When is the best time to buy a mews house?
Since Brexit we have been inundated with calls from both sellers and buyers (and from journalists!) asking how it will affect the Prime Central London property market..
We could debate for days whether this is a seller’s or buyer’s market however, it is said that the best way to predict the future is to study the past.
Unless you can take advantage of a running scared European seller, mid Brexit is probably not the best time for the short term speculative property dealer looking to flip properties for quick profits. However it is a good time for the long term investor/owner occupier looking to buy the best property in the best locations with less competition at more sensible prices.
In 2012 a client of ours predicted a property crash so sold his mews house hoping to take advantage of what he thought would be a collapsing market. The market did the opposite and he ended up buying the very same house back for £650,000 more than he sold it for. A decision which lost him £15,476 a month before costs.
If the market is flat, or falling, the temptation to remain out of the market and rent should be avoided as you will squander in rent whatever you may gain by trying to play the market. Plus you will miss the moment when you should have bought to make doing so worthwhile.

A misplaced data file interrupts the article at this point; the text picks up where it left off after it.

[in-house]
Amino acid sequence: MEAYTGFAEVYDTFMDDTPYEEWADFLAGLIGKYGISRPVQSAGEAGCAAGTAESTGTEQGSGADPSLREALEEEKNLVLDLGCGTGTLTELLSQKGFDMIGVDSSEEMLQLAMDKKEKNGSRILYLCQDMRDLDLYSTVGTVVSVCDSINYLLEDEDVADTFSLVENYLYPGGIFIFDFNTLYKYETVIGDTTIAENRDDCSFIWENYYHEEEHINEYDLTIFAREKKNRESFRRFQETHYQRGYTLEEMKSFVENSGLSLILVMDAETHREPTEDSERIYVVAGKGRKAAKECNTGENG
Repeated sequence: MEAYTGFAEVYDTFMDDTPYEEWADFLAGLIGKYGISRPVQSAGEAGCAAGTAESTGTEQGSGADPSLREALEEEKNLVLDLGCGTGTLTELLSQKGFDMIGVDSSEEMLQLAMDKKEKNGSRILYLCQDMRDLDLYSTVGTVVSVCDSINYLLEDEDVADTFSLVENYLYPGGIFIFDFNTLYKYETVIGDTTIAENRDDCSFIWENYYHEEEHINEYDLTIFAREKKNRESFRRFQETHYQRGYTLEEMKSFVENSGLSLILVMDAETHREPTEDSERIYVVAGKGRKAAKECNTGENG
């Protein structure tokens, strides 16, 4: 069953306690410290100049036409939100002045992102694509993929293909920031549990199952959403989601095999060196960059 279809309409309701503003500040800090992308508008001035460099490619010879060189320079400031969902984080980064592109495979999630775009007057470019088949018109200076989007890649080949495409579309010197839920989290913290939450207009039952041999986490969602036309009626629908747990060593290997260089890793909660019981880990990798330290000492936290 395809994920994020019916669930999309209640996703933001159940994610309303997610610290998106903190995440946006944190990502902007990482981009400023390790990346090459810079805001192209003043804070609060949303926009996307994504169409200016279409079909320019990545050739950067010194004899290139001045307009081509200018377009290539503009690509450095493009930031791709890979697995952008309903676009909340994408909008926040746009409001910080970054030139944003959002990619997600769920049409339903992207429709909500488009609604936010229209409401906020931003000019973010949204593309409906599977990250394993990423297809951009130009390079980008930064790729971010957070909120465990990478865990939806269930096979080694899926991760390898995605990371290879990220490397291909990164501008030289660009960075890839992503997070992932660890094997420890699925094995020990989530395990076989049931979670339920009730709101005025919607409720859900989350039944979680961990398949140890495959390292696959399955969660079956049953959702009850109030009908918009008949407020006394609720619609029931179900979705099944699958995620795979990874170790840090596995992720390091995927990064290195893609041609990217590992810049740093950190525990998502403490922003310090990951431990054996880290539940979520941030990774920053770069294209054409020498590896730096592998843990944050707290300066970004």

Unlike any other investment a Prime Central London house is on every investor’s wish list. Not only will it keep rising in value, it will normally have some kind of development opportunity (which if you live in it will bear tax free gains), plus it will always let well.
Since London was built its houses have outstripped wage growth. To Take Holland Park Mews as an example you will see, from these smoothed graphs below that their value has grown, from their original 1870 sale price of between £85 – £147, to our recent record sale price of £3,310,000.
By the end of the First World War they had risen to over £1000, when they were increasing at an average of £83 per year and when the average middle class wage was a steady £150 per year.
Between 1991 – 2016 they have risen to £3,000,000, an average of a potentially tax free £120,000 per year, while the average London gross wage is £48,000 per annum.
It has been long said that if you earn more than your London house appreciates you are doing very well indeed. The average ownership of a London house is now ten years and in that time houses in Holland Park Mews have doubled in value, which is £1,500,000 tax free pounds. The year before the Credit Crunch of 2008, Holland Park Mews averaged sale prices of £1,570,000, however by 2011 they had increased to £1,810,000. Only one house sold in the blood bath of 2008, for £1,001,000. It was number 35 which was sold again in September 2014, this time for £2,540,000.
All of this said, we can only sell a house in the market we are in and it is important to remember that all properties go up and down on the same tide.
As quoted in Bricks & Mortar 9th September